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KB44286 - How does a new managed device authenticate when using Profiler? The answer is remediation.

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Last Modified Date10/11/2019 7:04 PM
For the purpose of this KB a “new device” is defined as a managed device that prior to attempting an authentication, had no profile.  Also for the purpose of this KB a “managed” device is a user’s endpoint, a computer or laptop they are attempting to access the network with.
Problem or Goal
The goal of this KB is to provide an understanding of the recommended process for authenticating a new 802.1x device and what to expect.
This KB assumes that the PPS Profiler has been successfully deployed and that many, if not all collectors are used. The KB continues to assume that the administrator desires the user to be successfully mapped to a user role that requires some device attributes retrieved by the profiler once the device profile is completed.

Process flow: A wired or wireless 802.1x connection with or without the Pulse Desktop Client
  1. User connects their device to the network via an 802.1x enabled NAS.
  2. User provides credentials and authenticates to a PPS realm, but has not been assigned an IP address, as authorization is still in progress.
    1. At this point of the connection process the profiler now has the mac address of the device the user is connecting with. The mac address is enough for the profiler to create an entry in the device discovery report (DDR) and from the mac address OUI the device’s manufacturer is determined and added to the DDR entry.
  3. Though the user (or computer account) authenticated with valid credentials and has authenticated successfully they are unable to be mapped to any role that requires profiler derived device attributes.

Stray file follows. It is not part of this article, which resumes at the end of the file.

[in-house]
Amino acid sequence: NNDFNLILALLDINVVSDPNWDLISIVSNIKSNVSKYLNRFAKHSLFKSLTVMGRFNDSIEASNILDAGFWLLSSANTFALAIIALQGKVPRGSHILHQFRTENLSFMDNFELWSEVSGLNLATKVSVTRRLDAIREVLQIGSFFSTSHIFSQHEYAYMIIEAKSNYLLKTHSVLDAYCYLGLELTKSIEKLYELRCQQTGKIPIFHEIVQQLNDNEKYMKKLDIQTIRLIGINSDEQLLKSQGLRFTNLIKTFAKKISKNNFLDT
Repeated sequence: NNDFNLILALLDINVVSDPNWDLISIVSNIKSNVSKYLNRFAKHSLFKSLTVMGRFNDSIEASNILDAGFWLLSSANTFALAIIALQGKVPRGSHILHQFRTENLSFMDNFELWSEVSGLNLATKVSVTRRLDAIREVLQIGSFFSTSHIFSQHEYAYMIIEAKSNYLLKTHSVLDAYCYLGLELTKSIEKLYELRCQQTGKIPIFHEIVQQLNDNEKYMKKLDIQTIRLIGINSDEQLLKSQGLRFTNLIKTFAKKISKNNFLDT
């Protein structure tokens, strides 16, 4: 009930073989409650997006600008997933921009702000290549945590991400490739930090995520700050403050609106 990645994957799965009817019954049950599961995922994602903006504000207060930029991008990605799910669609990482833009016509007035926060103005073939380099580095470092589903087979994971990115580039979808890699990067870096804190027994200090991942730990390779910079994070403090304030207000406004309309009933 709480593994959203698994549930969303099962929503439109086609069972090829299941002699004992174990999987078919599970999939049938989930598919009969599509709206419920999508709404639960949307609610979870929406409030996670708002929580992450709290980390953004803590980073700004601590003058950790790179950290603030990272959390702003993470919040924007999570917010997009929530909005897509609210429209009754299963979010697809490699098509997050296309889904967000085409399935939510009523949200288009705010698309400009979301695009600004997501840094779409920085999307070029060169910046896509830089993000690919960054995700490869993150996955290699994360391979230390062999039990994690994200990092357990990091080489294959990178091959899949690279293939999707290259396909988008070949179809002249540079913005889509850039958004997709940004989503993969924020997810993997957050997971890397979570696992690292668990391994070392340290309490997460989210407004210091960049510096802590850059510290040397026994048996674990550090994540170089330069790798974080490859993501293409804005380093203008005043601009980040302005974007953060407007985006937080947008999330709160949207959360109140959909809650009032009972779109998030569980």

1. The user should be mapped to a remediation role with an associated restricted VLAN. The PPS needs to be able to reach this VLAN so that the user's computer can be scanned and profiled successfully.
  4. User is assigned to a remediation role and associated VLAN, the user’s device requests an IP address.
    1. Profiler uses the DHCP request packet to further profile the endpoint, the device OS, category, and IP information is added to the profile
    2. Now that the endpoint has an IP address NMAP immediately scans the device, and adds port information to the profile
    3. If the OS is determine to be Windows the WMI connector attempts to contact the device and collect more information, and so on……
    4. Depending on the type of device other collectors can be used.
  5. The Profiler maintains session information for the connected device. The Profiler will trigger a role evaluation every time a device attribute in the profile is changed.
  6. If the user qualifies for another role or roles they will be assigned to the user, and any VLAN associated with it.
    1. If the connection is with a native supplicant and a new vlan is assigned, it may take a moment for the OS to perform a DHCP discovery and obtain an address for the new vlan.
    2. If the Pulse client is in use, the change in roles will be communicated to the Pulse client, and the client will reauthenticate. This causes the IP to be released and a new one assigned.

Note: What I have outlined above is just a summary of the over all process. I've excluded mention of host checker or enforcers so simplify the process. The use of host checker and enforcers in addition to profiler is recommended.
Related Links
Attachment 1 
Created ByBrian Pimentel



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